What to eat to save the planet?

04.10.2020
3 min read

Animal advocates have definitely brought awareness of the way animal products are produced as more and more people consider this kind of lifestyle (or at least think of reducing the consumption of meat and fish). As to statistics, according to a 2014 report (1), a total of 375 million people are on a vegetarian diet.   

2020 is the time for environmental activists to shine as well. Finally! In terms of food the discussion is the following: production of what food has the worst & the best impact on ecology and what we can do with that. We are going to look closely at each of three diets – meat-based, sustainable & vegetarian – as food and environmental pyramids are two principally different things. All data are based on the Double Pyramid 2016 report (2).

Meat-based Diet

This kind of menu supposes that one consumes a lot of protein from animal origins, specifically meat once a day. Beef as the part of meat-based diet has the worst environmental impacts of all foods: the worst carbon imprint (which measures the amount of the greenhouse gas emissions during the entire life cycle of a food), the worst water imprint as well as the worst ecological one (which the Earth’s capacity to regenerate resources and absorb emissions).   

To be exact:

●       maximum of 26,230 grams of CO₂ equivalent emitted per kilogram of beef

●       maximum of 18,800 litres of water and maximum of 146 global square meters of resources used per kilogram of beef.

Average weekly ecological ‘receipt’ of meat menu (measured in global square meters  per person):

beef - 74 square meters  

poultry - 13 square meters

meat - 12 square meters

pork - 2 square meters

salami - 1 square meters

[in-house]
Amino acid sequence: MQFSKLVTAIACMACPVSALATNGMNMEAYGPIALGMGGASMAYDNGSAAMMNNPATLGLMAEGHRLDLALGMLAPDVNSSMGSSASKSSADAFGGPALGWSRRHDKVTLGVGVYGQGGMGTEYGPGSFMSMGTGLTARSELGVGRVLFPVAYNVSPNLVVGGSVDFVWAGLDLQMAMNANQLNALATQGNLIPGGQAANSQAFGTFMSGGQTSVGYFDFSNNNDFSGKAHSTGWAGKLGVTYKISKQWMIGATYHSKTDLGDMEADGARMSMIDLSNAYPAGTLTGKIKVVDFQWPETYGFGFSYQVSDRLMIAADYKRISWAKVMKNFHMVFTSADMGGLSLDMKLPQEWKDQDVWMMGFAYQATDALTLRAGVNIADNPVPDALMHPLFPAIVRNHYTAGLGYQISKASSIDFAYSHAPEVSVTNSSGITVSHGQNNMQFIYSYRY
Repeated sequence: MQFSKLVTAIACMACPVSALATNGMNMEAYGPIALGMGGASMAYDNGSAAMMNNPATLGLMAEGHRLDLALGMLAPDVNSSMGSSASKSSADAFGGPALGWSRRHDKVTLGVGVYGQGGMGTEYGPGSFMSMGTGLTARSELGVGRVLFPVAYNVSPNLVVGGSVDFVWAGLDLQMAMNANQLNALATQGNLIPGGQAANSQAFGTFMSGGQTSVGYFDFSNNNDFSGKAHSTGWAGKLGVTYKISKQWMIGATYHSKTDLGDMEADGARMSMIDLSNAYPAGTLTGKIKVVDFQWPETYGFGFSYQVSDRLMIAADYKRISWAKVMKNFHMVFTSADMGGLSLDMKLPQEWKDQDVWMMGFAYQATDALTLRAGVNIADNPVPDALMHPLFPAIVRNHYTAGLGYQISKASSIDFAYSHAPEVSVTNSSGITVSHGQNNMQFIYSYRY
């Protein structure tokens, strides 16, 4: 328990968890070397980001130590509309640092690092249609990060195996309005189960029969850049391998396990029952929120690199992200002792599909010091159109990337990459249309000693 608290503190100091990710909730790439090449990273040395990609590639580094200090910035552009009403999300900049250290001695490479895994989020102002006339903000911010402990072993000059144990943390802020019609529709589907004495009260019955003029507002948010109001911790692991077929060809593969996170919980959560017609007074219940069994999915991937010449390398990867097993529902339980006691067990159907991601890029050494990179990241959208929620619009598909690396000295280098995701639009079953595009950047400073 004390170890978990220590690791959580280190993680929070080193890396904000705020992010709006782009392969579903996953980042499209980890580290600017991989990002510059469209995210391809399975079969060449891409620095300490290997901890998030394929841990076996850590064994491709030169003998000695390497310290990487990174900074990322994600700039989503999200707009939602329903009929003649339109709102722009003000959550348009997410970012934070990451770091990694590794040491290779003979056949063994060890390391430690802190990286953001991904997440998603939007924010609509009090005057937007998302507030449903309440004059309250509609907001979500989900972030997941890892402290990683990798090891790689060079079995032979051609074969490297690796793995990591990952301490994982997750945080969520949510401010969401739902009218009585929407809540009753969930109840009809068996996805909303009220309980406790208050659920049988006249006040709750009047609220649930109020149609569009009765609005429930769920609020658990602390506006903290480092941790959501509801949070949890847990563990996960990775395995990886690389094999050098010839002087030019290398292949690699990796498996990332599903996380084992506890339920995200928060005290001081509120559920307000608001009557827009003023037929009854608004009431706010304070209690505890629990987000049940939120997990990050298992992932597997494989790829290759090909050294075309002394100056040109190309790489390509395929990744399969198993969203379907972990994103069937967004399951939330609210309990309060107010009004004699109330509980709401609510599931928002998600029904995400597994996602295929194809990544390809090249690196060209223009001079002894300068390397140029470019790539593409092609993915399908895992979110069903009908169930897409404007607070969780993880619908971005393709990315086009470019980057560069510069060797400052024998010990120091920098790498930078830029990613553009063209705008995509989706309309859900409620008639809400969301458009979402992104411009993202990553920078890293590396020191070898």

Total weekly impact: 188 global square meters 

Annual impact is 9,780 global square meters per person, which is equivalent overall to 37 tennis courts. 

Sustainable Diet

While meat-based diet eaters mostly rely on red meat, those who incline to a sustainable diet prefer both white meat and fish. Their focus is on achieving the right balance between plant and animal protein. Sometimes such a menu is named ‘Mediterranean diet’.   

Although the sustainable menu contains poultry and fish, their ecological footprint has times less harmful impact than that of beef:

●       maximum of 4405 grams and 4020 grams of CO₂ equivalent emitted per kilogram of fish and poultry correspondingly

●       maximum of 4805  litres of water used per kilogram of poultry

●       maximum of 79 and 44 global square meters of resources used per kilogram of fish and poultry correspondingly.

Average weekly ecological ‘receipt’ of sustainable menu (measured in global square meters per person):   

cheese - 29 square meters

fruit - 6 square meters

milk - 6 square meters

legumes - 11 square meters

vegetables - 5 square meters

loaf of sliced bread - 2 square meters

pasta - 6 square meters

 rice - 1 square meters

 fruit smoothie - 3 square meters

 yogurt - 12 square meters


Total weekly impact: 161  global square meters

Annual impact is 8,370 global square meters per person, which is equivalent overall to 32 tennis courts. 

Vegetarian Diet

Vegetarians exclude meat and fish from their diet and get protein mainly from legumes. However, they still consume animal-origin protein such as cheese, all kinds of dairy and eggs. Though they eat neither meat nor fish – kinds of food with the greatest impact on the environment – cheese from the second place of the environmental pyramid is still included in the menu.   

The production of cheese is the most harmful out of all dairy products, numbers are the following: 

●       maximum of 9250 grams of CO₂ equivalent emitted per kilogram of cheese

●       maximum of 6260 litres of water used per kilogram of cheese

●      maximum of 61 global square meters of resources used per kilogram of cheese

Average weekly ecological ‘receipt’ of sustainable menu (measured in global square meters per person):   

fruit - 5 square meters

vegetables - 5 square meters

pasta - 5 square meters

rice - 1 square meters

juice - 2 square meters

fruit smoothie - 4 square meters

Total weekly impact: 140 global square meters

Annual impact is 7,280 global square meters per person, which is equivalent overall to 27 tennis courts

Conclusion

It's the law of nature that resources will be used for the production of food we eat anyway, doesn’t matter do you buy it from corporations, local farmers or grow yourself. But what we can do is to minimize the harmful impact on the environment. And the first step to that may be to cut the consumption of red meat today.